Olympus Pen F

Olympus Pen F – The Walk to Paradise Garden and W. Eugene Smith.

William Eugene Smith, better known as W Eugene Smith is one of The Greats.

One of the greatest photographers of all time, a Magnum photographer famous mostly for his reportage work during and after the second world war. (If you’re unfamiliar, I’ve added some links below). Now this isn’t an essay on W Eugene Smith, I’m not an expert nor am I an art historian of any sort – I just know a few things about him and have been admiring his work for years. His work is very moving and very dark – Don McCullin in many ways reminds me of him – it seems as if the darkness in their soul was made manifest in much of the photographic work that they made – as if the darkroom was where their soul, as a disembodied entity, under the red glow of the safe light, was absorbed into and made it’s way into the photographic enlarger and immortalised onto the gelatine and silver print.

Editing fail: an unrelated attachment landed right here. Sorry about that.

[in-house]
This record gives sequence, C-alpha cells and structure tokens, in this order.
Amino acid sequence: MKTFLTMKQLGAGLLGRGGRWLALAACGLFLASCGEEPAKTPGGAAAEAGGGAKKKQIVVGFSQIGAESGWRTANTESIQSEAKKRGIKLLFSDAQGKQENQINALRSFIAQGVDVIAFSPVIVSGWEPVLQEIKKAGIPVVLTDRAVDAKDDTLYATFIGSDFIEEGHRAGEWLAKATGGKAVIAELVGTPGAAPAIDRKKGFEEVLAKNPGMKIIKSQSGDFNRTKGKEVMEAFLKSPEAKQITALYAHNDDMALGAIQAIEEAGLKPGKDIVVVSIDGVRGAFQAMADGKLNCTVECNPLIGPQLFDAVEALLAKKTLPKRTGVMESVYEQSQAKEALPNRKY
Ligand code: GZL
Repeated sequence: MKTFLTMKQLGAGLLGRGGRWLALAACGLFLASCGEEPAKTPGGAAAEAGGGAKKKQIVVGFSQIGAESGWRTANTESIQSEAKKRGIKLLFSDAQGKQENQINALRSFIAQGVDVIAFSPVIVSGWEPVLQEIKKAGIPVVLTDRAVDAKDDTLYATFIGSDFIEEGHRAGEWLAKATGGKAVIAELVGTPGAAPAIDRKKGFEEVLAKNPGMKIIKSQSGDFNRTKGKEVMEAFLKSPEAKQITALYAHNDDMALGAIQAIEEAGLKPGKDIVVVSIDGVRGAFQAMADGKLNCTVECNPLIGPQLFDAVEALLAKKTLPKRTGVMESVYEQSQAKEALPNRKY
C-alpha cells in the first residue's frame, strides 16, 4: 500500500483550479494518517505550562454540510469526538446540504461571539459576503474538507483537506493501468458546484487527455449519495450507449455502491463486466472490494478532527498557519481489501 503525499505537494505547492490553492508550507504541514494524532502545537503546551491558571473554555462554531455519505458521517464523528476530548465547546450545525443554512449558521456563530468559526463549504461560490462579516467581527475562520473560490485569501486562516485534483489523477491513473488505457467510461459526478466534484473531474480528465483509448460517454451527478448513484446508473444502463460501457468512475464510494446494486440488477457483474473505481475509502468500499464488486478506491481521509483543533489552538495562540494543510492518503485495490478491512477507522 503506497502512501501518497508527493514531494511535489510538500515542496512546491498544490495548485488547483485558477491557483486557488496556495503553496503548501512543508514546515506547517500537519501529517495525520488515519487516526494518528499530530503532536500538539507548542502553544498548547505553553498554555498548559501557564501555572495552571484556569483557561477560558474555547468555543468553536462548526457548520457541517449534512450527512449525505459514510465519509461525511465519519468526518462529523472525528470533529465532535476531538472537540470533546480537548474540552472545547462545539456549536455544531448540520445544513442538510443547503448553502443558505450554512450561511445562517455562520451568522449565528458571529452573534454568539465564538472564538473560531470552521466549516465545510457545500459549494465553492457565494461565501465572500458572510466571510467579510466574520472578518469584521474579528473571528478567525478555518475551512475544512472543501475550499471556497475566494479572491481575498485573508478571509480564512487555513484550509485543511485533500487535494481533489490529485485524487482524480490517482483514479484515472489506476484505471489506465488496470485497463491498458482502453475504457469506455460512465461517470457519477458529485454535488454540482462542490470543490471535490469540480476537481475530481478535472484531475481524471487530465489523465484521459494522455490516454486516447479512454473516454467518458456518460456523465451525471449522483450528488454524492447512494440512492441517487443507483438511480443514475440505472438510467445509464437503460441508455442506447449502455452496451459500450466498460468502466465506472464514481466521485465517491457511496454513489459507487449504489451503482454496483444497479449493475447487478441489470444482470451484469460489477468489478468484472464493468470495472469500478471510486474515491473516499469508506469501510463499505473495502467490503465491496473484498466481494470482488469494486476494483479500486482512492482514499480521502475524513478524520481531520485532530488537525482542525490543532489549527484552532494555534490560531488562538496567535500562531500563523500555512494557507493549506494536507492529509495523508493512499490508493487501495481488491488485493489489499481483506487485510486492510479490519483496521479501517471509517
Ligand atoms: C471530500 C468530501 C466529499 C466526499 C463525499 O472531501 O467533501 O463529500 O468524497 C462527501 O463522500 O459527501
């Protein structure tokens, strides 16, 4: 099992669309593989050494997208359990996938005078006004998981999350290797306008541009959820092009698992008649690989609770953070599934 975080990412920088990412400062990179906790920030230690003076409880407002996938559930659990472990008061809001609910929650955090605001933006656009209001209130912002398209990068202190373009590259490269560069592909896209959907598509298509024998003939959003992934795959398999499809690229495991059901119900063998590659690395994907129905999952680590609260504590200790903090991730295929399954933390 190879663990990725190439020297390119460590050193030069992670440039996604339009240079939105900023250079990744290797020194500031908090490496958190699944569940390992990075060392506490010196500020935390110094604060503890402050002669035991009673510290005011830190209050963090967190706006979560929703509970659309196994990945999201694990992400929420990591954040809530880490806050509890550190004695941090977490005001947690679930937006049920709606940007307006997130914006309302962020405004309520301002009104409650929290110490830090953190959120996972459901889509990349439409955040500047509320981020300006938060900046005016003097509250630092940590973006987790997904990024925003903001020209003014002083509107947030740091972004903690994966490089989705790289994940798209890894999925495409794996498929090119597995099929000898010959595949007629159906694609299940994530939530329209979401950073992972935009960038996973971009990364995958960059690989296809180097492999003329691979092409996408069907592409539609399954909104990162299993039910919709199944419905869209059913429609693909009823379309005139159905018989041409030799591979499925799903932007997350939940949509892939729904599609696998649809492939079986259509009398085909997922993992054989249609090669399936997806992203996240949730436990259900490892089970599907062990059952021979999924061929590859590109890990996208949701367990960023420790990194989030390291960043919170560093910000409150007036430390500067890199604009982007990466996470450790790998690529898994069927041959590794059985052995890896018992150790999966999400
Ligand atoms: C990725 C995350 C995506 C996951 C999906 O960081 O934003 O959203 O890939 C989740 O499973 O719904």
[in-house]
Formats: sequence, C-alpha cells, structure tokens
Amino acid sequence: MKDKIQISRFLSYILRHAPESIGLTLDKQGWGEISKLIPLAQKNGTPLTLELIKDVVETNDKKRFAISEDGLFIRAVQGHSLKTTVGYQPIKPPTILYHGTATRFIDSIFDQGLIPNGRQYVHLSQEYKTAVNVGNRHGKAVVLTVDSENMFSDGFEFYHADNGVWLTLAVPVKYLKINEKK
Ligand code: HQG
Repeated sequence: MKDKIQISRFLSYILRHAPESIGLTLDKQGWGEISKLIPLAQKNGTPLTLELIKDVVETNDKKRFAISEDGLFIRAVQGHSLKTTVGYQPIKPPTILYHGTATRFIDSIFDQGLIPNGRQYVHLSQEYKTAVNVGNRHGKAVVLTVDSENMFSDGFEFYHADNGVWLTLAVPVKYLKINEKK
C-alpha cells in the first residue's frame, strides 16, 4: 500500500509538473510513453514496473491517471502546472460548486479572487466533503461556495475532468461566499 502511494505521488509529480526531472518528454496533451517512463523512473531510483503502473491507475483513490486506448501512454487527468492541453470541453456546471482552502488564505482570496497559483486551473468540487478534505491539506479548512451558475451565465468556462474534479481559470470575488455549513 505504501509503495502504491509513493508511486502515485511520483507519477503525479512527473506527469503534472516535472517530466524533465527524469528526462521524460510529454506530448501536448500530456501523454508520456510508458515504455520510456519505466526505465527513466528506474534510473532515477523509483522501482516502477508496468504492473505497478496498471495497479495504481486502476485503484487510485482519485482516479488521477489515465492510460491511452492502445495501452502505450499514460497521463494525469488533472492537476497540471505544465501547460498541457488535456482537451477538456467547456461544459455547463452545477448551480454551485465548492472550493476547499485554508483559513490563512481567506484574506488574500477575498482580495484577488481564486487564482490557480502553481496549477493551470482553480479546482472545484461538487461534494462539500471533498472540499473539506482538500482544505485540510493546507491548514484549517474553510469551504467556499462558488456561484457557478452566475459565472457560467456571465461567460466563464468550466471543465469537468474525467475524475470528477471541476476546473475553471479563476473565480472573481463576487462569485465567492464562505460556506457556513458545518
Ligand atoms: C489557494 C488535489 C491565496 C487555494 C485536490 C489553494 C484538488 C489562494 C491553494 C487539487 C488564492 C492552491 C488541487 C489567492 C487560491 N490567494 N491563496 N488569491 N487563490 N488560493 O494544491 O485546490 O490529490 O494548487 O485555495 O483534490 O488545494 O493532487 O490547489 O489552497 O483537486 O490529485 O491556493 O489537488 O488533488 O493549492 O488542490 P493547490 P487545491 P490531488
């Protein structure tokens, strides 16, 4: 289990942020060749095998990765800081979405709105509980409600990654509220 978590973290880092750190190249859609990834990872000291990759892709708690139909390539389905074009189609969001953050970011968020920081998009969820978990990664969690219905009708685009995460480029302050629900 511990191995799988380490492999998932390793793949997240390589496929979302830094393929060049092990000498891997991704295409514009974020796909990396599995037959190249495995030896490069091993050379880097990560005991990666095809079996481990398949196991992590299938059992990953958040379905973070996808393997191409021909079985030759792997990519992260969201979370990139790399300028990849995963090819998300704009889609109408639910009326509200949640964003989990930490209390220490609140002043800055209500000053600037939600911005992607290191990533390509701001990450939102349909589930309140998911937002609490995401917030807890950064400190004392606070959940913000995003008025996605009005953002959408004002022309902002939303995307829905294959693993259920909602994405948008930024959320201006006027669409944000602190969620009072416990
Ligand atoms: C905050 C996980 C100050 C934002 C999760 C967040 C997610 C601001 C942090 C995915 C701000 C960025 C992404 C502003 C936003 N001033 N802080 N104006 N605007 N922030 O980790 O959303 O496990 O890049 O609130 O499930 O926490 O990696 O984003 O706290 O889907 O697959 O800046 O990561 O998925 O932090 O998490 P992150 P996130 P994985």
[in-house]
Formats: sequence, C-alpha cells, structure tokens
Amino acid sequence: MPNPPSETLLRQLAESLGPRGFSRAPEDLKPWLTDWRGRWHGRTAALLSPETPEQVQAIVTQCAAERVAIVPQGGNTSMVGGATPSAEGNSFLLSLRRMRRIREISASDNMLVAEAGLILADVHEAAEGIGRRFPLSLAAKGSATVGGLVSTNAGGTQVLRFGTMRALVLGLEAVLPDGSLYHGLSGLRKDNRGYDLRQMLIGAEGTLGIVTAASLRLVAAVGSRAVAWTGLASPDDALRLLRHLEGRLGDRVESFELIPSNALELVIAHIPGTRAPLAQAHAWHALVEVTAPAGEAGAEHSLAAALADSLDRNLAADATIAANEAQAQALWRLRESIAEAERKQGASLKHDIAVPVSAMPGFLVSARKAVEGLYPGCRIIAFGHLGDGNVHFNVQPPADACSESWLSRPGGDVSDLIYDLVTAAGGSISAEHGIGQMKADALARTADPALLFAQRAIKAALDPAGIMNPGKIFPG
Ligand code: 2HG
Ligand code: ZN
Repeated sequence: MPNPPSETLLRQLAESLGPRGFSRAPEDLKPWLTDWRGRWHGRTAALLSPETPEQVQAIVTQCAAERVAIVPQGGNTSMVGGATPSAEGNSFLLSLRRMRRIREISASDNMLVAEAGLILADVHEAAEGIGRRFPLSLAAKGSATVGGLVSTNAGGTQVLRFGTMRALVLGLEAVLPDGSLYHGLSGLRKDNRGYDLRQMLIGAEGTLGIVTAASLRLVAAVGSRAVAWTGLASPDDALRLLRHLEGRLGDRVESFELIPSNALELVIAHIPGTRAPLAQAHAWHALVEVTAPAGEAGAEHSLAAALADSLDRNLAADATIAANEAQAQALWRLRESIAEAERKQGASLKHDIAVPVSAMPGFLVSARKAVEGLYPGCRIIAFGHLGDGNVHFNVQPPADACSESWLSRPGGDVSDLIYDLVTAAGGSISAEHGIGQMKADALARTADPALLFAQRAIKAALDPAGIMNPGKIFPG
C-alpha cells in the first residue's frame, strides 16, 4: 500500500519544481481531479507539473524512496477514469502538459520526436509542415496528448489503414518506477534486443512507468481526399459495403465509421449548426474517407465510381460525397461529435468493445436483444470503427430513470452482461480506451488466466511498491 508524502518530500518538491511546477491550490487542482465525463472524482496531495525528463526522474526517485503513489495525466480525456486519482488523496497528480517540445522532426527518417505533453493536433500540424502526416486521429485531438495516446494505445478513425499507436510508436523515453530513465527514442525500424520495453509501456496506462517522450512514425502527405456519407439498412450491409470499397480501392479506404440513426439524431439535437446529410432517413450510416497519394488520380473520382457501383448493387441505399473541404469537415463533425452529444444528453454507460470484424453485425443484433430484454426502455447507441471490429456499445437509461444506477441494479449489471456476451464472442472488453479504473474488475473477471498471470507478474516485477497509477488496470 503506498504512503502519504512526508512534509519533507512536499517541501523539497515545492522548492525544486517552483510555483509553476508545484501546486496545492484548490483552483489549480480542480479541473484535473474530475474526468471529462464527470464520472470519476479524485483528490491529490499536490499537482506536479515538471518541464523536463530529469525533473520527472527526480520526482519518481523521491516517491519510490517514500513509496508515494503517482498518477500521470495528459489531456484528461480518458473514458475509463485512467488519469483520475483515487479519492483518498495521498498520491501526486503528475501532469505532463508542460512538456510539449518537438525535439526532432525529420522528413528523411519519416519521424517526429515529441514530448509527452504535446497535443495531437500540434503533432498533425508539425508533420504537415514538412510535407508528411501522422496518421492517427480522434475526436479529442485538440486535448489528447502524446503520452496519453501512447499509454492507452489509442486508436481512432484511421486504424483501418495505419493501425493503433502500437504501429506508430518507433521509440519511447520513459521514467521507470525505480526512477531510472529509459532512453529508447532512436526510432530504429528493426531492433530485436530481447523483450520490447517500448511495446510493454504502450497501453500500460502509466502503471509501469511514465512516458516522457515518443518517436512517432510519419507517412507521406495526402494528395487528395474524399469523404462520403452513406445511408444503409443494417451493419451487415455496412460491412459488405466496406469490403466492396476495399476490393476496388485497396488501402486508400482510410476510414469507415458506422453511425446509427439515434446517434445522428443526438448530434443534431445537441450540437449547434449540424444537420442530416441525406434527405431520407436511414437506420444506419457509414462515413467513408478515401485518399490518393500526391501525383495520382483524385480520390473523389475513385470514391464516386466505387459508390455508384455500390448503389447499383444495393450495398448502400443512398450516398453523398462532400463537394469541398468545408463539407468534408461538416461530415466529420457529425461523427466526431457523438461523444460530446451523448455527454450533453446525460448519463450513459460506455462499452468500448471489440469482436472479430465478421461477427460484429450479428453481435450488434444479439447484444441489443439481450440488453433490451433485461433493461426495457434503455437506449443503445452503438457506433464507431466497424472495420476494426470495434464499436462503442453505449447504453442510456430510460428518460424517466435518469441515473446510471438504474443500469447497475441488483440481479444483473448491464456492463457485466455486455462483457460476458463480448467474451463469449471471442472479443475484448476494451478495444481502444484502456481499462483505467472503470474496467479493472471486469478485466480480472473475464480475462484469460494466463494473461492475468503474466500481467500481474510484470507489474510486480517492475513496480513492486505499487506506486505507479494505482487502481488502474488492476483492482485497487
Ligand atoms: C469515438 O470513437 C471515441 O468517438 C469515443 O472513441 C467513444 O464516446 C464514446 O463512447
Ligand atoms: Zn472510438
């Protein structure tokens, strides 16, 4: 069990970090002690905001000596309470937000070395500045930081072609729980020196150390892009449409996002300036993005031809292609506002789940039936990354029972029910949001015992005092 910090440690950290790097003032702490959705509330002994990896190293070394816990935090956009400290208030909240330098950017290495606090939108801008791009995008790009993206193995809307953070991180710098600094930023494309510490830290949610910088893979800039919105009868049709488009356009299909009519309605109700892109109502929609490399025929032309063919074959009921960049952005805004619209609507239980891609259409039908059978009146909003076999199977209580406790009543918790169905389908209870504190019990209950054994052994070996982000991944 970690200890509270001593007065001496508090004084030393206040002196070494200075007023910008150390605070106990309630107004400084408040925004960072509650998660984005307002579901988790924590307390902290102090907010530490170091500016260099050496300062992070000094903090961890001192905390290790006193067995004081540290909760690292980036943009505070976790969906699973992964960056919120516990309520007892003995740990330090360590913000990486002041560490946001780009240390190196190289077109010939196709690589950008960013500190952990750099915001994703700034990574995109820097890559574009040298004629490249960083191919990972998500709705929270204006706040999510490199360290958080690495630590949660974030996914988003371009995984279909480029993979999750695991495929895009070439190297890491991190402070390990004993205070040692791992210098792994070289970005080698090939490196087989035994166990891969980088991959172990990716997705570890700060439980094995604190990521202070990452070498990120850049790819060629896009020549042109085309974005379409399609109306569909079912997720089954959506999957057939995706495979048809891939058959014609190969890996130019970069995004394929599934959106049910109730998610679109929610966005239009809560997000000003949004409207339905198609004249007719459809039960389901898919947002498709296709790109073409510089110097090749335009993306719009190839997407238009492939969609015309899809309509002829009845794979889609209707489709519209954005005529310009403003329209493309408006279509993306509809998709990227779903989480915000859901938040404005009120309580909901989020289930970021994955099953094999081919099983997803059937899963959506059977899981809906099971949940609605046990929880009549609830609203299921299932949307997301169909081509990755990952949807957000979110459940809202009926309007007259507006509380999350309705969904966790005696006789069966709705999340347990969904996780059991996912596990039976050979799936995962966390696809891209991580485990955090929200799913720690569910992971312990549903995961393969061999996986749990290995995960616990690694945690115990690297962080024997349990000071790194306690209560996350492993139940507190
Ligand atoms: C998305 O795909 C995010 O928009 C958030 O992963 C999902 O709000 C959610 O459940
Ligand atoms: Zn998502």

5 frames with the original Olympus Pen – by Graham Spinks

The original Olympus Pen is a design icon.  It is small, elegant, lovely to hold and shoot and has a fantastic 28mm lens.  It is an early masterpiece from the designer Maitani Yoshihisa who was later to create other revolutionary camera designs including the OM-1 and the XA.  When the Pen was released in Japan in 1959 it was an instant success and paved the way for the development of a series of half-frame Pen variants during the 1960s and beyond. 

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